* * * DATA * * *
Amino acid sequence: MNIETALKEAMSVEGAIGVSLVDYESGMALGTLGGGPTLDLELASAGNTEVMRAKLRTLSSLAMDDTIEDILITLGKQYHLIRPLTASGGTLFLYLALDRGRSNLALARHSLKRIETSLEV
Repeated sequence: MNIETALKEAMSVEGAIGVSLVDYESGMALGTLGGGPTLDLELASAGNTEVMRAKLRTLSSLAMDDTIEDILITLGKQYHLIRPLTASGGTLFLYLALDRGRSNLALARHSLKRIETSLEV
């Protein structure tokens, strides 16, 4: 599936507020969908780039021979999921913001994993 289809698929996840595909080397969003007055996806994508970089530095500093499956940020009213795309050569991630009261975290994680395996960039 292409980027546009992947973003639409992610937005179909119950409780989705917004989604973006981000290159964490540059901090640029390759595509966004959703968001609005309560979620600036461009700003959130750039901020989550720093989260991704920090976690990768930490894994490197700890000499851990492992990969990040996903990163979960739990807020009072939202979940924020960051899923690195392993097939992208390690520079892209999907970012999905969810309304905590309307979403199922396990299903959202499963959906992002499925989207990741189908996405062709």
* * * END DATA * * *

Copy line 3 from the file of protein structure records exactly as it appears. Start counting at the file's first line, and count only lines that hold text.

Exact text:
């Protein structure tokens, strides 16, 4: 599936507020969908780039021979999921913001994993 289809698929996840595909080397969003007055996806994508970089530095500093499956940020009213795309050569991630009261975290994680395996960039 292409980027546009992947973003639409992610937005179909119950409780989705917004989604973006981000290159964490540059901090640029390759595509966004959703968001609005309560979620600036461009700003959130750039901020989550720093989260991704920090976690990768930490894994490197700890000499851990492992990969990040996903990163979960739990807020009072939202979940924020960051899923690195392993097939992208390690520079892209999907970012999905969810309304905590309307979403199922396990299903959202499963959906992002499925989207990741189908996405062709």